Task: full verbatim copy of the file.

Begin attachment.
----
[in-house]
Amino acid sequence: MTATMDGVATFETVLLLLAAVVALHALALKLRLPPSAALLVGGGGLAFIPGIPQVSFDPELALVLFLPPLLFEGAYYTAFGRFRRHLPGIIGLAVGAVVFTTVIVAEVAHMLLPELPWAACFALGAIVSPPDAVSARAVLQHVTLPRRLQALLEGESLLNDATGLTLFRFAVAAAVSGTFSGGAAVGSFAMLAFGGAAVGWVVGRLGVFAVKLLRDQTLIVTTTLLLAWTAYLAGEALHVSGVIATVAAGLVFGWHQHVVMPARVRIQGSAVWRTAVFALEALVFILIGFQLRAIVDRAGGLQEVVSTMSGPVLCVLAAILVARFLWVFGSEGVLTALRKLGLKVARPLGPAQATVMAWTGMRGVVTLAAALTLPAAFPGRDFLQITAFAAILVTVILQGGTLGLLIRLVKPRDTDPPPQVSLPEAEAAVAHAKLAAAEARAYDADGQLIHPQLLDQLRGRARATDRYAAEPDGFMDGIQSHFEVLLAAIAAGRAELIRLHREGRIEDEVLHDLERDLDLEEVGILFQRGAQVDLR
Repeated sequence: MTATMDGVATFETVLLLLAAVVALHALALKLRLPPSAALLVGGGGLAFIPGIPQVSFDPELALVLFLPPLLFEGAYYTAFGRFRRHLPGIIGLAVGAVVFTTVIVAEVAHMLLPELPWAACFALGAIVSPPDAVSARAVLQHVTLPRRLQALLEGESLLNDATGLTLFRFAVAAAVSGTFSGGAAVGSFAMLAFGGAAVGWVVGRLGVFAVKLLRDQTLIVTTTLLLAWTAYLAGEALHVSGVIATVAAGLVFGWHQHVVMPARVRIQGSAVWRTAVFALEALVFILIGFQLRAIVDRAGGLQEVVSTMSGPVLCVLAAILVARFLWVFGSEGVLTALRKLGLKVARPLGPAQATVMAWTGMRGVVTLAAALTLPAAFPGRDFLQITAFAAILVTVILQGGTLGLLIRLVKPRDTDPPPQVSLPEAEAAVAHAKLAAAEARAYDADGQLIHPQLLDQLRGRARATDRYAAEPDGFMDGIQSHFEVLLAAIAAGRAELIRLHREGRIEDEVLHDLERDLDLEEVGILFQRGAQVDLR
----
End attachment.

[in-house]
Amino acid sequence: MTATMDGVATFETVLLLLAAVVALHALALKLRLPPSAALLVGGGGLAFIPGIPQVSFDPELALVLFLPPLLFEGAYYTAFGRFRRHLPGIIGLAVGAVVFTTVIVAEVAHMLLPELPWAACFALGAIVSPPDAVSARAVLQHVTLPRRLQALLEGESLLNDATGLTLFRFAVAAAVSGTFSGGAAVGSFAMLAFGGAAVGWVVGRLGVFAVKLLRDQTLIVTTTLLLAWTAYLAGEALHVSGVIATVAAGLVFGWHQHVVMPARVRIQGSAVWRTAVFALEALVFILIGFQLRAIVDRAGGLQEVVSTMSGPVLCVLAAILVARFLWVFGSEGVLTALRKLGLKVARPLGPAQATVMAWTGMRGVVTLAAALTLPAAFPGRDFLQITAFAAILVTVILQGGTLGLLIRLVKPRDTDPPPQVSLPEAEAAVAHAKLAAAEARAYDADGQLIHPQLLDQLRGRARATDRYAAEPDGFMDGIQSHFEVLLAAIAAGRAELIRLHREGRIEDEVLHDLERDLDLEEVGILFQRGAQVDLR
Repeated sequence: MTATMDGVATFETVLLLLAAVVALHALALKLRLPPSAALLVGGGGLAFIPGIPQVSFDPELALVLFLPPLLFEGAYYTAFGRFRRHLPGIIGLAVGAVVFTTVIVAEVAHMLLPELPWAACFALGAIVSPPDAVSARAVLQHVTLPRRLQALLEGESLLNDATGLTLFRFAVAAAVSGTFSGGAAVGSFAMLAFGGAAVGWVVGRLGVFAVKLLRDQTLIVTTTLLLAWTAYLAGEALHVSGVIATVAAGLVFGWHQHVVMPARVRIQGSAVWRTAVFALEALVFILIGFQLRAIVDRAGGLQEVVSTMSGPVLCVLAAILVARFLWVFGSEGVLTALRKLGLKVARPLGPAQATVMAWTGMRGVVTLAAALTLPAAFPGRDFLQITAFAAILVTVILQGGTLGLLIRLVKPRDTDPPPQVSLPEAEAAVAHAKLAAAEARAYDADGQLIHPQLLDQLRGRARATDRYAAEPDGFMDGIQSHFEVLLAAIAAGRAELIRLHREGRIEDEVLHDLERDLDLEEVGILFQRGAQVDLR